Why The UVA Rolling Stone Scandal Matters


An extremely cringe worthy journalism failure has just happened and I can’t help but wonder how one of the most notable culture and music publications will recover. If you’re a journalist, a college student, a sexual assault survivor, a professor, a college administrator—basically any participating member of society—you’ve probably heard about the epic misstep made by Rolling Stone’s editorial team in the reporting of a University of Virginia campus rape (the article has since been retracted).

“A Rape on Campus” was published in November 2014 and within weeks major news outlets like The Washington Post were heavily and publicly questioning the validity of Rolling Stone’s reporting. It was obvious not all characters in the story were equally represented. The presence of pseudonyms was concerning. And, to top it off, sources who were never reached for comment by the writer publicly disputed facts of the story. From there, what at publication time seemed to be a ground-breaking, critical story addressing campus rape culture, began to unravel. Here’s a detailed timeline of events.

The Consequences

Shortly before Christmas 2014, Rolling Stone enlisted the help of The Columbia School of Journalism to investigate the facts of their story using the writer’s notes, call logs, emails and contacts. The magazine published Columbia’s lengthy report last week. The report concluded a number of oversights and failures at every level of the editorial team—writer, editors and fact-checkers. It also promptly stated Rolling Stone’s failure was avoidable.

A few groups will undeniably suffer setbacks from this scandal: survivors of rape and sexual assault and the journalists who report on these situations. And not only does it disgrace those groups, it jeopardizes the reputations of the university, the fraternity against which hasty and detailed allegations were made and a number of sources to which the subject of the story inaccurately attributed face-damaging comments. 

Now, because of the subject’s seemingly fabricated details, it’s possible rape and sexual assault survivors will be less likely to speak up for fear they won’t be trusted. This is a true atrocity—a giant leap backward after years of legislation and procedural changes have equipped colleges with the tools to work toward providing a supportive and healing community for survivors.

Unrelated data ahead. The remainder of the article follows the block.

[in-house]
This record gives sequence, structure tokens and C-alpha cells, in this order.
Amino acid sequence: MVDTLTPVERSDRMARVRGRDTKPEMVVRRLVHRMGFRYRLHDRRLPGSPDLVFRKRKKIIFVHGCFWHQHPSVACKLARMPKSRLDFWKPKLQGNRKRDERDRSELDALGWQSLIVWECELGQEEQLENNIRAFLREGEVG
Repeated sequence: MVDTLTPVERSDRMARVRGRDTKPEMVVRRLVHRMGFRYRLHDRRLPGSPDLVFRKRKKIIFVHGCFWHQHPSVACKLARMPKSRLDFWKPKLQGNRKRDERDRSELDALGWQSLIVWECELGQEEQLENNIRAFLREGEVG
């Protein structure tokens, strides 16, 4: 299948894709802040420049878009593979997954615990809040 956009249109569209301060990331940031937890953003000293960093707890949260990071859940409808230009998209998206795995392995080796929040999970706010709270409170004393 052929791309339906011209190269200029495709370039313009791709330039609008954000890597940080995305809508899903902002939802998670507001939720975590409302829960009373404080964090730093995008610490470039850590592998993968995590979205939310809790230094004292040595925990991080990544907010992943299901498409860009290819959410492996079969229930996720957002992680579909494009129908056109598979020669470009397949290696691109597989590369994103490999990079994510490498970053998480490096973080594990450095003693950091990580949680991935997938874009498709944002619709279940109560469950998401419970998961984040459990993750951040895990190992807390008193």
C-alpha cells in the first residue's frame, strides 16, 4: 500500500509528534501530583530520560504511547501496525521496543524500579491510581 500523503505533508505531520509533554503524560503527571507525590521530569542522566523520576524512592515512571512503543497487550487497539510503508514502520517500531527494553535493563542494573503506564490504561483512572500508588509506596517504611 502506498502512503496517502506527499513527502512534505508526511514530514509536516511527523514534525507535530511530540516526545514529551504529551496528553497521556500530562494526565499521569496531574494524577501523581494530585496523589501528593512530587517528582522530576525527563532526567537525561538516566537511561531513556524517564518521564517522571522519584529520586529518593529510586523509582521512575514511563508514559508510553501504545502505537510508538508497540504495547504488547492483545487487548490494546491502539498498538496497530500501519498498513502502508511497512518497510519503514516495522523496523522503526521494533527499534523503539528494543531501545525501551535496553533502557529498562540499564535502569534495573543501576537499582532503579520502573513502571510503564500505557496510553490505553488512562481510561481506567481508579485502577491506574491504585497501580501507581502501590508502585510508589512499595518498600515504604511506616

“It would be unfortunate if Rolling Stone’s failure were to deter journalists from taking on high-risk investigations of rape in which powerful individuals or institutions may wish to avoid scrutiny but where the facts may be underdeveloped. There is clearly a need for a more considered understanding and debate among journalists and others about the best practices for reporting on rape survivors, as well as on sexual assault allegations that have not been adjudicated.” – From The Columbia School of Journalism’s report

The report makes clear a journalistic truism. It’s imperative to allow all parties a fair say in an effort to uncover the truth, not to protect a source so definitively as to avoid fact-checking critical elements of a story.

One of the few positives to come out of this scandal, however, is the swift watchdog action taken by The Washington Post. It should be 100 percent the intention of journalists to be truthful in their reporting but, like any other aspect of life, human error sometimes trumps those intentions. Then, it’s up to others in the industry to blow the whistle.

At the end of the report, Columbia provided a list of areas that “should be the subject of continuing deliberation among journalists” when reporting on sexual assault and rape: Balancing sensitivity to the victims and the demands of verification; Corroborating survivor accounts; Holding institutions to account.

I’ll take this space to represent the minority opinion and be thankful for the lesson learned—from both an audience’s and journalist’s perspective. Rape and sexual assault stories are no different from any other: Fact-checking and source contact is an absolute necessity. To sloppily contact sources for comment who play such an integral part in a story, and whose reputations are very much on the line, is unacceptable. If these decisions were made to protect the main source of the story from her alleged attacker (as Rolling Stone stated they were) then maybe it wasn’t the right story to tell.